Lost Classics! McGuinn, Clark & Hillman
In the late 1970s, country rock had pretty much run the course – the Eagles had appropriated the best parts of the genre and their watered down music reigned from the top of the charts. The true innovators like Roger McGuinn, Gene Clark and Chris Hillman of the Byrds were left to cash in endlessly on their past reputations by playing their old songs as part of ridiculous package tours.
That’s where these boys found themselves in 1977, fronting their respective bands on a European jaunt. The promoter had visions of people coming out in hopes of seeing a reunion; it didn’t happen for the most part, but the three did get together in London and that show was heavily bootlegged. Gene Clark, although he had the best voice of the three, was the most unstable – he had legendary bouts of stage fright and an overwhelming inferiority complex that led him to quit the Byrds years before.
Nevertheless, audiences saw sparks when the three got back together and so did Capitol Records, which signed them to a lucrative six-album deal in 1978. They were determined to show people that they weren’t the Byrds. There was some agreement struck years before that any combination of the musicians would not be the Byrds unless all five of the originals (McGuinn, Clark, Hillman, David Crosby and Michael Clarke) were participating.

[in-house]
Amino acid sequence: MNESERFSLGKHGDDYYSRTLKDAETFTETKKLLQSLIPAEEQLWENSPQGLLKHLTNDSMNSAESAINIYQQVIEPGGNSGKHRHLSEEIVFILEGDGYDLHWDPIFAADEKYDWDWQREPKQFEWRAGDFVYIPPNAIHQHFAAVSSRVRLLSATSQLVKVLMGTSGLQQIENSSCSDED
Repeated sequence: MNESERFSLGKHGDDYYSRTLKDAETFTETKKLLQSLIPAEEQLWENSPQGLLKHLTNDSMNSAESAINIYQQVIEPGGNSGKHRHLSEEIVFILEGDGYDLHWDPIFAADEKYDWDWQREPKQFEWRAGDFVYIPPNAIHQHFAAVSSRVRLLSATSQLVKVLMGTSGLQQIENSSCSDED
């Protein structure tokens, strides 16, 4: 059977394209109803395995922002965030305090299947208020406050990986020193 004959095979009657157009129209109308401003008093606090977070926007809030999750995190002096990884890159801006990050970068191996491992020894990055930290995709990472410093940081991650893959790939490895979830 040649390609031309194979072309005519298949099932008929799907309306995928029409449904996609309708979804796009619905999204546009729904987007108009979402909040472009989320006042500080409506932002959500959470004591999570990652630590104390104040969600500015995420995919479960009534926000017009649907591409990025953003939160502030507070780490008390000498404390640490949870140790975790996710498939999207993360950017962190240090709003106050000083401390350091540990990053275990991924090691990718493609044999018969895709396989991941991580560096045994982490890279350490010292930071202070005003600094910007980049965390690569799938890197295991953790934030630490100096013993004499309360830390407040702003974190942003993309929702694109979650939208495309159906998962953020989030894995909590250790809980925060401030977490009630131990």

So in 1979 McGuinn, Clark & Hillman came out, heavy with synthesizers and disco-fied beats and light on the characteristics that made the Byrds stand out. Actually, the three sounded more like the Bee Gees – McGuinn’s trademark 12-string guitar and his nasal lead vocals were gone, and the end result sounds really dated right now. Onstage, the three were able to perform their old Byrds songs so it made some kind of sense. But on vinyl, it was a mess.
Songs like “Don’t You Write Her Off” and “Long, Long Time” had promise, but they didn’t make a dent on the pop charts. By the time the trio went to record their second album, City, Clark was already pretty much a no-show (the record is credited to “McGuinn-Hillman featuring Gene Clark”) and the third album, McGuinn-Hillman (produced by the legendary Jerry Wexler in 1981) was the death knell. Wexler had the group recording songs by outside writers, like Graham Parker and Rodney Crowell. Although one song, “Between You and Me,” was a co-write between McGuinn and Parker. This was pretty much the end of the line for the storied partnership of the Byrds.
Byrd Watcher web site (Lots of good historical info)